In disputes under the Energy Charter Treaty, the arbitration agreement is derived from Article 26, according to which a contracting state "gives its unconditional consent to the submission of a dispute to international arbitration". By initiating arbitral proceedings and invoking Article 26, an investor is deemed to have accepted a contracting state’s standing offer of arbitration. Investors can choose to have the dispute resolved under either of the Arbitration Rules of the SCC, International Centre for Settlement of Investment Disputes or the United Nations Commission on International Trade Law (UNCITRAL) Arbitration Rules.

Article 26 also requires the parties to try to settle the dispute amicably:

"If such disputes cannot be settled according to the provisions in paragraph [5] within a period of three months from the date on which either party to the dispute requested amicable settlement, the Investor party to the dispute may choose to submit it for resolution."

Kazakhstan argued that this condition had not been met when the investors initiated proceedings, since the parties had not first tried to solve the dispute amicably during the three-month negotiation period. The investors responded that the negotiation period was not mandatory and, if it was, that it had been respected.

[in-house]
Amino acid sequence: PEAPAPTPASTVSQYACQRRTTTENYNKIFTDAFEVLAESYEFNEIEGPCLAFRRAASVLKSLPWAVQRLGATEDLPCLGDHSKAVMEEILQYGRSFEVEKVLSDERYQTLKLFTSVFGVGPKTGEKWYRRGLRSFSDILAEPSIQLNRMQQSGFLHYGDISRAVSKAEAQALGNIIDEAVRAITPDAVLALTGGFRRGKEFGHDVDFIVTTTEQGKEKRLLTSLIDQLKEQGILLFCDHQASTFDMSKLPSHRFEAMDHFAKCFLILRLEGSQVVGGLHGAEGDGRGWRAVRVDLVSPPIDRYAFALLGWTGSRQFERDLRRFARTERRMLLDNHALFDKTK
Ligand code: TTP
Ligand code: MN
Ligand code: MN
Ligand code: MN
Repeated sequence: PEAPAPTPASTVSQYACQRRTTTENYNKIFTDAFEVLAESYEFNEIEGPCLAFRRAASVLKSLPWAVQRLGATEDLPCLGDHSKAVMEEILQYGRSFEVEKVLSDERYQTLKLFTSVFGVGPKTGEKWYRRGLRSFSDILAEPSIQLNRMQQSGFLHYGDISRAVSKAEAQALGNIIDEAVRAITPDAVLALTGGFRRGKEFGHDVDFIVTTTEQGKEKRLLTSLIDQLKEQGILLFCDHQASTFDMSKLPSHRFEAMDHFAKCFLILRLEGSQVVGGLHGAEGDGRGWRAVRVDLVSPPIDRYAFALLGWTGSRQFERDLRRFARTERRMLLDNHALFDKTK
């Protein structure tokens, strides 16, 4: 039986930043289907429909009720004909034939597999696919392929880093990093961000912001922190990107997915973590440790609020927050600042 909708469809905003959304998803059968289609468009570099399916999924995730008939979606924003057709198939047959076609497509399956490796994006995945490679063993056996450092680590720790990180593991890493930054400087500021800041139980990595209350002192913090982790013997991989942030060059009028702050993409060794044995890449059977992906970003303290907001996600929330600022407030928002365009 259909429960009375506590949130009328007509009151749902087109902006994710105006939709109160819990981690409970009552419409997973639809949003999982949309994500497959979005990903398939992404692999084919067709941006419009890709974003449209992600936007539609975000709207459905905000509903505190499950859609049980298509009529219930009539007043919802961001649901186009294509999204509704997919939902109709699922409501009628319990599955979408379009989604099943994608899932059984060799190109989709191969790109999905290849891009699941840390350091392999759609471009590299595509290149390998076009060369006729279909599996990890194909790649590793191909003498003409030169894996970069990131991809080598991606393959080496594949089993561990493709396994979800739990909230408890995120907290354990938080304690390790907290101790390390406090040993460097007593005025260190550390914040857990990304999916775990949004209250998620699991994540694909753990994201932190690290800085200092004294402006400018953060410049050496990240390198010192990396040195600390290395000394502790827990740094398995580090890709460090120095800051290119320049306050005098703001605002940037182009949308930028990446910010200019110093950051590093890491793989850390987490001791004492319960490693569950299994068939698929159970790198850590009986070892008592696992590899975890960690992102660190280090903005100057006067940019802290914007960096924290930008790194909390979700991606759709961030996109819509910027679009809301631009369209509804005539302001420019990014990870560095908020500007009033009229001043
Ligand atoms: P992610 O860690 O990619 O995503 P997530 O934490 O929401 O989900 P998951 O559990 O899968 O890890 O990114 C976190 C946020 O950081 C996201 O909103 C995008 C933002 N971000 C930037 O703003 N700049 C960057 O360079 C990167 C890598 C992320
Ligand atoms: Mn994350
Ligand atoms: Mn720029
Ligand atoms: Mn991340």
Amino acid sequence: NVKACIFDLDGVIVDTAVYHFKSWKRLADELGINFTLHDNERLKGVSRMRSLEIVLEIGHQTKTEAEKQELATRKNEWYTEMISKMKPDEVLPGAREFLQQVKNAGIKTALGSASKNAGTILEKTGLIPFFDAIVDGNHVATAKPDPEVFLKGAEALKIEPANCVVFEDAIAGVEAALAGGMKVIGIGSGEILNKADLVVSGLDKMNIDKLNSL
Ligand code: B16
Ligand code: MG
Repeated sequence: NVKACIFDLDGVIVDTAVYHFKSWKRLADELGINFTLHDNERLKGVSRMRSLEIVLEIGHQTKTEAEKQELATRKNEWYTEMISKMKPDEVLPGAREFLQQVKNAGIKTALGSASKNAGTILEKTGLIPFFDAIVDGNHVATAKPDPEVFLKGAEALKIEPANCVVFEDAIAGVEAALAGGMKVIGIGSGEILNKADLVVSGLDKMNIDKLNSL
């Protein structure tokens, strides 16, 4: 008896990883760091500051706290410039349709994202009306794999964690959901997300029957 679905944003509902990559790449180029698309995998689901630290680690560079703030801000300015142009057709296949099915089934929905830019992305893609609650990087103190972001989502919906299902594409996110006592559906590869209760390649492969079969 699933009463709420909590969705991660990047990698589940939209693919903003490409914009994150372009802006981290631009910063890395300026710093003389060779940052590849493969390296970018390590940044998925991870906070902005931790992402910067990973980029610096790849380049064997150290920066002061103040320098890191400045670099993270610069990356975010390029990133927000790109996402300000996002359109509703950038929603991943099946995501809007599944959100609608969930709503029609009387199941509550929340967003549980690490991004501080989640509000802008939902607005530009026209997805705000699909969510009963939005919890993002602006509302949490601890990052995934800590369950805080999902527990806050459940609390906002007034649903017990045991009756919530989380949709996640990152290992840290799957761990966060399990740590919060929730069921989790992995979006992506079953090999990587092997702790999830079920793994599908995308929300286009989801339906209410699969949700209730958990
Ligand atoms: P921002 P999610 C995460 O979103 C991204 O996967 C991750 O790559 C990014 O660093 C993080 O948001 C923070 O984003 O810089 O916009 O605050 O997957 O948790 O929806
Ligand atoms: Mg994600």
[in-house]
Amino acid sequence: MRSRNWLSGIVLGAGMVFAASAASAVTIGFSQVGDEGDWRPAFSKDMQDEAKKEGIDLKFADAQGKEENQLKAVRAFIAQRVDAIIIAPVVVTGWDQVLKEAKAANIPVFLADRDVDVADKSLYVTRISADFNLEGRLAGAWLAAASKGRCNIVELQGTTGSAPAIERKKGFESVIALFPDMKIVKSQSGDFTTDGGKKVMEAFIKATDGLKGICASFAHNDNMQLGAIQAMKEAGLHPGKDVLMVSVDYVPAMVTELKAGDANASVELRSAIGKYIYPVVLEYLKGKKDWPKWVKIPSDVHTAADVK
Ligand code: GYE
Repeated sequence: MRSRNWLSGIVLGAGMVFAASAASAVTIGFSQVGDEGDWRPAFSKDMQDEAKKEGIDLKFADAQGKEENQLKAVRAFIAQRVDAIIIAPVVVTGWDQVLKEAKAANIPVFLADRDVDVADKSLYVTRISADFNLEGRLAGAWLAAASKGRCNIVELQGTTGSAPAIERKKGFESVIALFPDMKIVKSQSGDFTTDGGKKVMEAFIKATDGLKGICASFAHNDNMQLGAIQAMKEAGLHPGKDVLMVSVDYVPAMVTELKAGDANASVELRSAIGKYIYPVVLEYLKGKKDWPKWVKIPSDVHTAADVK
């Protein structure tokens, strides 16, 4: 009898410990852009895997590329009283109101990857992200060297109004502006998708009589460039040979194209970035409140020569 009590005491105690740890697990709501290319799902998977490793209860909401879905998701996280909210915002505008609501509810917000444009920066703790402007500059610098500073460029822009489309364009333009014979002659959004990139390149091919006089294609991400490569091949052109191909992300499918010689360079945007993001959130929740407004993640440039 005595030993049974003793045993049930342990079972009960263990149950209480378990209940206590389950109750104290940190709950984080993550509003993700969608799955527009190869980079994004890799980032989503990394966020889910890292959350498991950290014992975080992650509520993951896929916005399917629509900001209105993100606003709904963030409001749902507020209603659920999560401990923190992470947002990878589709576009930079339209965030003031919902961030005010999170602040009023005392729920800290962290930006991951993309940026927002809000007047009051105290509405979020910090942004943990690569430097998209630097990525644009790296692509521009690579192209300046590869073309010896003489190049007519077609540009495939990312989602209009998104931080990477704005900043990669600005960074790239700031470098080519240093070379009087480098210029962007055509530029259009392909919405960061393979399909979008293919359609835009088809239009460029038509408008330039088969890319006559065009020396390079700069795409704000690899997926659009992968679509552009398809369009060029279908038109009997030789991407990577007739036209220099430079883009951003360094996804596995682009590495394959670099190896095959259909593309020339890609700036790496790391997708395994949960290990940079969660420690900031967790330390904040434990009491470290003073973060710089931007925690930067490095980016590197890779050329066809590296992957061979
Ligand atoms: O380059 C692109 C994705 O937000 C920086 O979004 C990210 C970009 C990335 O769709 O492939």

The question put to the court was whether the three-month negotiation period was an absolute prerequisite for the investors’ right to initiate proceedings and consequently for the tribunal’s jurisdiction.

Applying Articles 31 and 32 of the Vienna Convention on the Law of Treaties, [6] the court established that a treaty should be understood according to its wording and the common understanding of that wording. However, Article 26 of the treaty gives no clear answer to the specific question, nor is there any uniform case law or consensus in the legal community. The court examined the treaty’s function and purpose, finding a mandatory negotiation period to be contrary to the underlying interest of providing swift and final dispute resolution through arbitration.